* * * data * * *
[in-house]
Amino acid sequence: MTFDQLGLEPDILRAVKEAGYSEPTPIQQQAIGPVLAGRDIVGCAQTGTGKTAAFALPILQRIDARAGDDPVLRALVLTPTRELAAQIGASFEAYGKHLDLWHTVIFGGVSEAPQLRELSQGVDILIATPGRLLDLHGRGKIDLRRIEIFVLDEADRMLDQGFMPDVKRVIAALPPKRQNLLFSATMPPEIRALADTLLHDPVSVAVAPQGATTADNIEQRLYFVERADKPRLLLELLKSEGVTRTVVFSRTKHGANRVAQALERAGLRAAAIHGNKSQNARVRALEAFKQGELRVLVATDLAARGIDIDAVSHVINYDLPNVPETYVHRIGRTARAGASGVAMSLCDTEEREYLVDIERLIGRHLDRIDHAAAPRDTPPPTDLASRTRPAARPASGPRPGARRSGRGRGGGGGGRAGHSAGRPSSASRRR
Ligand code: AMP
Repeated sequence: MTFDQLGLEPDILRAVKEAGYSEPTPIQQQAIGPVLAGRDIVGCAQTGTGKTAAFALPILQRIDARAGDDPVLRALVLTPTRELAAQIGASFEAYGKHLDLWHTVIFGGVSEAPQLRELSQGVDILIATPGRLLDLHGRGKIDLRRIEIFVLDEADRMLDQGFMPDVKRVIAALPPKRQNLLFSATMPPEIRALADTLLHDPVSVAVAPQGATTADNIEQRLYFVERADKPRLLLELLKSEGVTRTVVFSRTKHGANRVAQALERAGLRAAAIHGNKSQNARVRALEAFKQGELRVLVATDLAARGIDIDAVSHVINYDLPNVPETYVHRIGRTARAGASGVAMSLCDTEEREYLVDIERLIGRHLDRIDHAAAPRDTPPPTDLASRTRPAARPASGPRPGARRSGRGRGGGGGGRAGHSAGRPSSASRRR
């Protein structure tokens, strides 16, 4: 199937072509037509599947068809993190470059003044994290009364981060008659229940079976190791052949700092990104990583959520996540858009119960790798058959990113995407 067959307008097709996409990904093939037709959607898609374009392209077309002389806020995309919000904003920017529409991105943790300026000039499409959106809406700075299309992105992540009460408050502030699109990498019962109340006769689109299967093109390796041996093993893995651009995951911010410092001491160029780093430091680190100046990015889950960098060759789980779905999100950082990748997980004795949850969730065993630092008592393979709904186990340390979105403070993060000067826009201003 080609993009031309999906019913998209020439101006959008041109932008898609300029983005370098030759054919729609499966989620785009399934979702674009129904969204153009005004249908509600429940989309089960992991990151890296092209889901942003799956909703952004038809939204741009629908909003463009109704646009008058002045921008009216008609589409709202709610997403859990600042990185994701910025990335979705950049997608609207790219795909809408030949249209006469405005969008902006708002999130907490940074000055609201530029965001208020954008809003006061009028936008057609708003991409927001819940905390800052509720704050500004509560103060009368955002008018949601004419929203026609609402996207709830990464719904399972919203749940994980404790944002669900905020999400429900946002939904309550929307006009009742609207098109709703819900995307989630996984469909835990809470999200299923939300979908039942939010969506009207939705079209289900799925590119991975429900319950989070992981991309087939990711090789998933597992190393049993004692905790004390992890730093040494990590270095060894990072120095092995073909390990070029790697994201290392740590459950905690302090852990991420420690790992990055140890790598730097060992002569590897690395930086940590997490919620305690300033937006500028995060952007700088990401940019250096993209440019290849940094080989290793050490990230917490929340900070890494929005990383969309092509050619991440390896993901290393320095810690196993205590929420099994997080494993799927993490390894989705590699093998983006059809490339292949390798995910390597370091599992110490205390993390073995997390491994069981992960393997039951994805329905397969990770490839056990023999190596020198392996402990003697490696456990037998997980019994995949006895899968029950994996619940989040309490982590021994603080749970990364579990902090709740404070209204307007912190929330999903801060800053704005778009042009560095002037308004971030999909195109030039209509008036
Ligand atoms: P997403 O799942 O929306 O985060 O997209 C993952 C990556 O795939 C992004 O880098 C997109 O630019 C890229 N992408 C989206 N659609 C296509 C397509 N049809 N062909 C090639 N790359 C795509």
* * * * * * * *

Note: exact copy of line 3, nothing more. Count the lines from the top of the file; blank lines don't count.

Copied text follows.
Ligand code: AMP